Membrane based energy recovery ventilators (ERV) can be used to recover sensible and latent energy from exhaust-to-supply air in building applications. These typically consist of parallel layers of membrane separating the air streams, across which heat and moisture are exchanged. Reducing equipment cost and size remain a key challenge for continued commercialization and adoption of these devices. As membrane effectiveness improves, the air-side heat resistance can begin to dominate transport. To mitigate this, minichannel flow passages (DH < 2 mm) can be used to reduce convective heat and mass transfer. Channels can be formed through direct manipulation of membrane (e.g., pleating, corrugating, etc.), or through the use of spacer or other insert. The use of multiple parallel channels can result in large spatial variations in driving temperature and humidity ratio differences in a single layer membrane, impacting overall transport. Furthermore, the local membrane mass transfer resistance is typically a function of the surface temperature and relative humidity and not a constant value throughout the device. Accurate design models are required to appropriately size ERV equipment and maximize performance for a given equipment volume. Thus, the goal of this study is to use simulation tools to understand how the use of parallel mini- and microchannels and non-uniform membrane properties effect the performance of a membrane ERV in a building application. A two dimensional coupled heat and mass transfer resistance network model is developed. The model is compared against existing data from more detailed CFD analysis, and used to parametrically investigate effects different inlet conditions on device performance.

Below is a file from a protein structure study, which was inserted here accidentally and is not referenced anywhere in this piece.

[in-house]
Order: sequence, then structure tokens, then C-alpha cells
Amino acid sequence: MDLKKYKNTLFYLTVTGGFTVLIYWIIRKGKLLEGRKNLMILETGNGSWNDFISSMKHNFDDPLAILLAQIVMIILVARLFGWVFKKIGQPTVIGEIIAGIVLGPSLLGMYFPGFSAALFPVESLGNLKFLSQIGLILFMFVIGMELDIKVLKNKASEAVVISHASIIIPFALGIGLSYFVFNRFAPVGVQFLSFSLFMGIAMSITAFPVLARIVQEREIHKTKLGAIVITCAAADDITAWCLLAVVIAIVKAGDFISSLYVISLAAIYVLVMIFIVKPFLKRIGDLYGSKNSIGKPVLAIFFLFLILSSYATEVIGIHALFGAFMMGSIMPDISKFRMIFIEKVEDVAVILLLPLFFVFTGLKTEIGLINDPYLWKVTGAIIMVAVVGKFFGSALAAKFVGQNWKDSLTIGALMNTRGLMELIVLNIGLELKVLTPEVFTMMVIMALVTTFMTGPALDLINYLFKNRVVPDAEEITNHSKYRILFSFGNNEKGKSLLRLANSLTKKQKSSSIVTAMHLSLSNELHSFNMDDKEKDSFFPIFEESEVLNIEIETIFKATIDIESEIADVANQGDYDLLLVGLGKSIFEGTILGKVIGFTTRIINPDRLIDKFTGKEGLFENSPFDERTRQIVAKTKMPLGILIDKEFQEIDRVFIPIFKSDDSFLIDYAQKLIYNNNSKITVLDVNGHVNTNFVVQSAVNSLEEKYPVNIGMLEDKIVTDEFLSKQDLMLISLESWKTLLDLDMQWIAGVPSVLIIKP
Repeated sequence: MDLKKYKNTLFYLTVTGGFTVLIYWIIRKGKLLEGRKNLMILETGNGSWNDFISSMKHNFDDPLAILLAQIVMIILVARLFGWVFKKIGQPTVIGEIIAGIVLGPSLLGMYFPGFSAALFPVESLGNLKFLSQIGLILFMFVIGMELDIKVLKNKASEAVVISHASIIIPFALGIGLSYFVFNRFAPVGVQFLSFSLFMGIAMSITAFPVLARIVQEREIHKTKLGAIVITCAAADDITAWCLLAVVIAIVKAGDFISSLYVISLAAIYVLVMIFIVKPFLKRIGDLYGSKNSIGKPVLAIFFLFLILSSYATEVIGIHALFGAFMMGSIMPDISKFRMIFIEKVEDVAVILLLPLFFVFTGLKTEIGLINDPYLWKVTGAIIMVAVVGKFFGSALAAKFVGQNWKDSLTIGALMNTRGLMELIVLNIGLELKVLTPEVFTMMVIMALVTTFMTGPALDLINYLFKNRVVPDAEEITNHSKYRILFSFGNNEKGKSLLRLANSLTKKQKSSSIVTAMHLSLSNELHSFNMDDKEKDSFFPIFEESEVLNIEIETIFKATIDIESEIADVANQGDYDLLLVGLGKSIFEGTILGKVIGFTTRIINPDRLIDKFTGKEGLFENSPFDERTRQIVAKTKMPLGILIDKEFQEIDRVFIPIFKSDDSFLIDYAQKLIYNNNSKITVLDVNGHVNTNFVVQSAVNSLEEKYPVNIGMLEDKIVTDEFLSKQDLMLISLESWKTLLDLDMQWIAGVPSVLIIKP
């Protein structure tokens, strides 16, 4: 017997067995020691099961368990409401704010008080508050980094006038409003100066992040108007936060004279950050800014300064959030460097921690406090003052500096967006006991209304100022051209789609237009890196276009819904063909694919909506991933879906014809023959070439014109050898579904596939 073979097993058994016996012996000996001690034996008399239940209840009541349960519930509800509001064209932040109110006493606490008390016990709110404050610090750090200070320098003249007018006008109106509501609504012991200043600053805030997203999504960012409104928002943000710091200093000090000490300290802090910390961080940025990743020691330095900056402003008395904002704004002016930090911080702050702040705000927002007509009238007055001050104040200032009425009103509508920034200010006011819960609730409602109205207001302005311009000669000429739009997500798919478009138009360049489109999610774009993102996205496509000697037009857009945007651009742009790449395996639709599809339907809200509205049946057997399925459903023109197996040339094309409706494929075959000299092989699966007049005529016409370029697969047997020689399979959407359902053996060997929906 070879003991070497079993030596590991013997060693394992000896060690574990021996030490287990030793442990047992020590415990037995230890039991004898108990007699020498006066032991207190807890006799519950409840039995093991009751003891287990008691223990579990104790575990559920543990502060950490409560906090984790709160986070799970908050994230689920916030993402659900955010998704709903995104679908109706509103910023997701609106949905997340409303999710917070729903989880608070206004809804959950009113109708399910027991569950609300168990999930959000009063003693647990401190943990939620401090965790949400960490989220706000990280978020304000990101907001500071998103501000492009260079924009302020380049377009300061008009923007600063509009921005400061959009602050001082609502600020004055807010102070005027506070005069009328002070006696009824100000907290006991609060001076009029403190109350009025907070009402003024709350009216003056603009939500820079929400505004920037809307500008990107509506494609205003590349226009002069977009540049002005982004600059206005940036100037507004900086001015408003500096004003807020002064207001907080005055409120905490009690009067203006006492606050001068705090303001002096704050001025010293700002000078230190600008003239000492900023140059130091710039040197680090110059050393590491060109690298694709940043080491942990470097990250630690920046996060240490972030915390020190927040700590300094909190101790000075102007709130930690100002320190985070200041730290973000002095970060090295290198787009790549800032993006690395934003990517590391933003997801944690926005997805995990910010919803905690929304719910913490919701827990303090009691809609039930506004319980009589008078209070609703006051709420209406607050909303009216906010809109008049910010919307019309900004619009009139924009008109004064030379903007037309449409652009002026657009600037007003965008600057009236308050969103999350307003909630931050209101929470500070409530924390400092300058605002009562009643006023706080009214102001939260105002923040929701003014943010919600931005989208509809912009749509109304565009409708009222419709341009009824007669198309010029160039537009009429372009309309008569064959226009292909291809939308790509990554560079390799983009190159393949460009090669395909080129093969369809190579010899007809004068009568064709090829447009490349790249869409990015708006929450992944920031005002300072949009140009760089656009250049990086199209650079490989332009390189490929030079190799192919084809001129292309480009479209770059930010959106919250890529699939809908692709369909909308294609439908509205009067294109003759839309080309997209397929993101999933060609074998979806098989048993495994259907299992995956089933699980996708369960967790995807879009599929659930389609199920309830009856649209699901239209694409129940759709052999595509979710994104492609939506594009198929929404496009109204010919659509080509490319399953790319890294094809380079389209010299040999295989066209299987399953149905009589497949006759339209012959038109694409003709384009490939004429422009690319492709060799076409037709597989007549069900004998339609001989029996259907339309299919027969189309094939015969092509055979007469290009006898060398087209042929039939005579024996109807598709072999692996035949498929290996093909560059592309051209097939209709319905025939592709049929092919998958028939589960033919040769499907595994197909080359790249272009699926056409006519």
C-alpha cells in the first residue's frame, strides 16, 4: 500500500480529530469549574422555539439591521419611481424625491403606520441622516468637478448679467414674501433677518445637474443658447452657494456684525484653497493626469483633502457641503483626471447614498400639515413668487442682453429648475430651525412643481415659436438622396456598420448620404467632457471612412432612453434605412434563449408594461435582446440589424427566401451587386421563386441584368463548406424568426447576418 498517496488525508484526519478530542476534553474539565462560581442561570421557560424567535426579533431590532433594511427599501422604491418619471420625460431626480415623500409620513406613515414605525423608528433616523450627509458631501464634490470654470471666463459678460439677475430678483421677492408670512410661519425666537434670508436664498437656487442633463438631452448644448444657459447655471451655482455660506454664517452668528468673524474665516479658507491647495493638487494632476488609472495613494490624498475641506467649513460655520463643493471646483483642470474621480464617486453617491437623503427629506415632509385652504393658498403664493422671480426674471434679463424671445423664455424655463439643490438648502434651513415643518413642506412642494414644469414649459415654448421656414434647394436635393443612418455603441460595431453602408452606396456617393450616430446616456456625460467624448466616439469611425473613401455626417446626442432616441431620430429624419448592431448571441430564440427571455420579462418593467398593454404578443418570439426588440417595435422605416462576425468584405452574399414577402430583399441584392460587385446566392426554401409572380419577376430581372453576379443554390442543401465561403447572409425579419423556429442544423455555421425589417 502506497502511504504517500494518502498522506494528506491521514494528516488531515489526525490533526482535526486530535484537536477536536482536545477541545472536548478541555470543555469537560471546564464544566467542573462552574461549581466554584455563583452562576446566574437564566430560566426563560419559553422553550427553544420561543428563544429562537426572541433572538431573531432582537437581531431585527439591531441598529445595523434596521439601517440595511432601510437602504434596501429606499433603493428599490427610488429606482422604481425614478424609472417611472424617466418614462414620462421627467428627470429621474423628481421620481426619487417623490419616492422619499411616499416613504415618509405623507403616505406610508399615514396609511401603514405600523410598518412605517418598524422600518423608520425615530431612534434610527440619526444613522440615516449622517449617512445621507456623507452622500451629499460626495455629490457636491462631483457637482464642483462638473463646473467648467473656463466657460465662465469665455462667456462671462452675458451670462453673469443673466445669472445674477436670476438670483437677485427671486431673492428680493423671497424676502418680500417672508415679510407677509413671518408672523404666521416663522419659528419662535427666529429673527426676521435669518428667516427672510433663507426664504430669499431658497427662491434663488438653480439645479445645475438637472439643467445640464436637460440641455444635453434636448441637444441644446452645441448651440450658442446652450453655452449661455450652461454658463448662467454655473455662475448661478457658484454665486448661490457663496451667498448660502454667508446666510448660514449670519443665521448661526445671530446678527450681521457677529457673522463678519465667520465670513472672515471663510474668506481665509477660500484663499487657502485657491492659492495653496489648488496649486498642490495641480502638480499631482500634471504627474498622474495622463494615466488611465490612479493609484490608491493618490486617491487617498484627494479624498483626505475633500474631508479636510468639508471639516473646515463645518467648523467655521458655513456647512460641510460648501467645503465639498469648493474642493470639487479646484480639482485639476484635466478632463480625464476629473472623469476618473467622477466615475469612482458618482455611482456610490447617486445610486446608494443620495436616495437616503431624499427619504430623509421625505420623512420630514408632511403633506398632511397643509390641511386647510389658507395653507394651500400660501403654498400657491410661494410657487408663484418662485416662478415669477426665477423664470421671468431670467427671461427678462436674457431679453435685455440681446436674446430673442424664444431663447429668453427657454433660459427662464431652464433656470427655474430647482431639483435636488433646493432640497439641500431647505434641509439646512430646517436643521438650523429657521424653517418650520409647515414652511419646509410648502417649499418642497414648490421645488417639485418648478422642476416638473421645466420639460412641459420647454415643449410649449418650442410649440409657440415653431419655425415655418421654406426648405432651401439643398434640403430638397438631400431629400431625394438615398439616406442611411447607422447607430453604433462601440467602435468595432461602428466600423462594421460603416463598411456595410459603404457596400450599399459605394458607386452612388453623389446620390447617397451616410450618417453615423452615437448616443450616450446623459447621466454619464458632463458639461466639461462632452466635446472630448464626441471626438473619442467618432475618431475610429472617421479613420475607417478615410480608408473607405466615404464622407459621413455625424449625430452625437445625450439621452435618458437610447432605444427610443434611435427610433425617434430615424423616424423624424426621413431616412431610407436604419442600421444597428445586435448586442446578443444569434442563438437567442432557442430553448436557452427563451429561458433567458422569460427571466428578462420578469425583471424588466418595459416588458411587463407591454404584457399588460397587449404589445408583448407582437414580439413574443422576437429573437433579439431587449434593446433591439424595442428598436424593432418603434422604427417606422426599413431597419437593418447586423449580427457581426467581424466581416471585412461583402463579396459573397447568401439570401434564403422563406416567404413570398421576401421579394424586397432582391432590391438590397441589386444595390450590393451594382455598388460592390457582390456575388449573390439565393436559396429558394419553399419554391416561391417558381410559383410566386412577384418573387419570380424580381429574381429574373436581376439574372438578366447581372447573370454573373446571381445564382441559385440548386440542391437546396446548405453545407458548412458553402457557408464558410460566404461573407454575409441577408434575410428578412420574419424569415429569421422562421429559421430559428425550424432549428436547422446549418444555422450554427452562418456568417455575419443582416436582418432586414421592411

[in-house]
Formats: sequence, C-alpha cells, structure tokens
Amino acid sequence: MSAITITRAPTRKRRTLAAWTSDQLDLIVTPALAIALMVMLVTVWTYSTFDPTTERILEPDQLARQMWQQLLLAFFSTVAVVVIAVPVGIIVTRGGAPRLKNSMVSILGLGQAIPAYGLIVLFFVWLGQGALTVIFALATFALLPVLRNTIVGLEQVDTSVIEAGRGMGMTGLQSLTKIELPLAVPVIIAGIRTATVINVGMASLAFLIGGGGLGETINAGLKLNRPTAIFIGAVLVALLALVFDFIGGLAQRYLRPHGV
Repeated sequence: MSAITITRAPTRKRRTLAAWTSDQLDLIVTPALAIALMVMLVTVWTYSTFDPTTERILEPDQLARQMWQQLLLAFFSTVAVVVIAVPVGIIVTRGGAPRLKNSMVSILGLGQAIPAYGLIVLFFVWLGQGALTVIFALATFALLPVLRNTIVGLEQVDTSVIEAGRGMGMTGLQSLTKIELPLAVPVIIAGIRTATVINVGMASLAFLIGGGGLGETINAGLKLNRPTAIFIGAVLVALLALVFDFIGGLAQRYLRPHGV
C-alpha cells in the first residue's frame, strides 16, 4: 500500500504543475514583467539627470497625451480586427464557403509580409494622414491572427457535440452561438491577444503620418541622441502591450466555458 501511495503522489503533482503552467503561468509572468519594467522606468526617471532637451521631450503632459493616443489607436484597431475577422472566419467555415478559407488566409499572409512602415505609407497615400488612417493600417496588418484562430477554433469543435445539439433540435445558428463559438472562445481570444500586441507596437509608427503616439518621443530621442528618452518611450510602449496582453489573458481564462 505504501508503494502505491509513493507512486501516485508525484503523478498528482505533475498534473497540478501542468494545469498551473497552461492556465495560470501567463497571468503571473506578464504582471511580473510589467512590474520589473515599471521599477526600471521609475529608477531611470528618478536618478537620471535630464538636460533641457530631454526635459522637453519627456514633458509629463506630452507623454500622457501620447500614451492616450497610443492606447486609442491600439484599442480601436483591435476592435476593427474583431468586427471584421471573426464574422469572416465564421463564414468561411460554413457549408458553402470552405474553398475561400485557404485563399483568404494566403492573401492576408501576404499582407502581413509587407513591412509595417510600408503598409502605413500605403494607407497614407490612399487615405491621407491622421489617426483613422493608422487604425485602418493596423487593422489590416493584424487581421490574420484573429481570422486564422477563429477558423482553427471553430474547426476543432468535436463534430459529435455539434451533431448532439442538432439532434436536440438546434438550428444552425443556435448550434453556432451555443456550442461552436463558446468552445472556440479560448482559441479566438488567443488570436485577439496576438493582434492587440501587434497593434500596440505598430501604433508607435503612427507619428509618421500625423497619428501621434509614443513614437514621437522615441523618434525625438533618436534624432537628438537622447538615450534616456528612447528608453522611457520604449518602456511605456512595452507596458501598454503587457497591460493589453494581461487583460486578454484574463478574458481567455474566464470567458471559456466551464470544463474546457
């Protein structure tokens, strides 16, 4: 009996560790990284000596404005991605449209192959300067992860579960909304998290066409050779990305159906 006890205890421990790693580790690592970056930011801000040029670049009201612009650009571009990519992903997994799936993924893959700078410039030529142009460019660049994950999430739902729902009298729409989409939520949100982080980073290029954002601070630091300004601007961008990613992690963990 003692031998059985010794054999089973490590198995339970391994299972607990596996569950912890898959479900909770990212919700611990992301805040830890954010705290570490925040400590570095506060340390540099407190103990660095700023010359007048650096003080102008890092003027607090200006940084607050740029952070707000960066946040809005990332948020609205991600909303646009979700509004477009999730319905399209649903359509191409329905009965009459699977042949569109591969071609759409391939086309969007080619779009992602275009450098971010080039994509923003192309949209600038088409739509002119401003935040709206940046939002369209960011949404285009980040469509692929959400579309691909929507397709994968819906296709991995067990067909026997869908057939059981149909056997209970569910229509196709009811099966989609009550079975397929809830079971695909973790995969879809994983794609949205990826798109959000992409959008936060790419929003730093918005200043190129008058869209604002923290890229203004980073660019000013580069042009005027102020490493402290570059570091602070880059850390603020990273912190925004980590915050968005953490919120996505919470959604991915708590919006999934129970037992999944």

This content is only available via PDF.
You do not currently have access to this content.